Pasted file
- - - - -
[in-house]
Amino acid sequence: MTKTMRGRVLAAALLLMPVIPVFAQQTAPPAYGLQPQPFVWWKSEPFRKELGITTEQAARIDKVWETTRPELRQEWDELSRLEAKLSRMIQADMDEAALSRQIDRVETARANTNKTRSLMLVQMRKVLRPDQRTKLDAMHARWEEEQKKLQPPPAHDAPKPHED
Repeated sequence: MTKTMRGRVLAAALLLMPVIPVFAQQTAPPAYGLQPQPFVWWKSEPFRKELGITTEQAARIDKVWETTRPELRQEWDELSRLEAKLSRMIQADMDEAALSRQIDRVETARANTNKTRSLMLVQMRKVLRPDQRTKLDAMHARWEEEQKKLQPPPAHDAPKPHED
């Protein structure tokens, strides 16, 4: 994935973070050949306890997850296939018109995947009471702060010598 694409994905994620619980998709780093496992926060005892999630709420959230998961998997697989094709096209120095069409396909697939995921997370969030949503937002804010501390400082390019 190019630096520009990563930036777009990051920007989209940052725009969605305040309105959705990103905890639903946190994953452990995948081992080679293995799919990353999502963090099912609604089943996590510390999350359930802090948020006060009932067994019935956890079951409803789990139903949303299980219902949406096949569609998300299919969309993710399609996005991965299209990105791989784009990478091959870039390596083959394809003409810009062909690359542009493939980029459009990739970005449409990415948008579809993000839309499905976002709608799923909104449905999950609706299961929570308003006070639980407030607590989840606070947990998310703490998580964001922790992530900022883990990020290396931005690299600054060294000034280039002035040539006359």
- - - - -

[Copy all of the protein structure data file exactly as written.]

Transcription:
[in-house]
Amino acid sequence: MTKTMRGRVLAAALLLMPVIPVFAQQTAPPAYGLQPQPFVWWKSEPFRKELGITTEQAARIDKVWETTRPELRQEWDELSRLEAKLSRMIQADMDEAALSRQIDRVETARANTNKTRSLMLVQMRKVLRPDQRTKLDAMHARWEEEQKKLQPPPAHDAPKPHED
Repeated sequence: MTKTMRGRVLAAALLLMPVIPVFAQQTAPPAYGLQPQPFVWWKSEPFRKELGITTEQAARIDKVWETTRPELRQEWDELSRLEAKLSRMIQADMDEAALSRQIDRVETARANTNKTRSLMLVQMRKVLRPDQRTKLDAMHARWEEEQKKLQPPPAHDAPKPHED
């Protein structure tokens, strides 16, 4: 994935973070050949306890997850296939018109995947009471702060010598 694409994905994620619980998709780093496992926060005892999630709420959230998961998997697989094709096209120095069409396909697939995921997370969030949503937002804010501390400082390019 190019630096520009990563930036777009990051920007989209940052725009969605305040309105959705990103905890639903946190994953452990995948081992080679293995799919990353999502963090099912609604089943996590510390999350359930802090948020006060009932067994019935956890079951409803789990139903949303299980219902949406096949569609998300299919969309993710399609996005991965299209990105791989784009990478091959870039390596083959394809003409810009062909690359542009493939980029459009990739970005449409990415948008579809993000839309499905976002709608799923909104449905999950609706299961929570308003006070639980407030607590989840606070947990998310703490998580964001922790992530900022883990990020290396931005690299600054060294000034280039002035040539006359």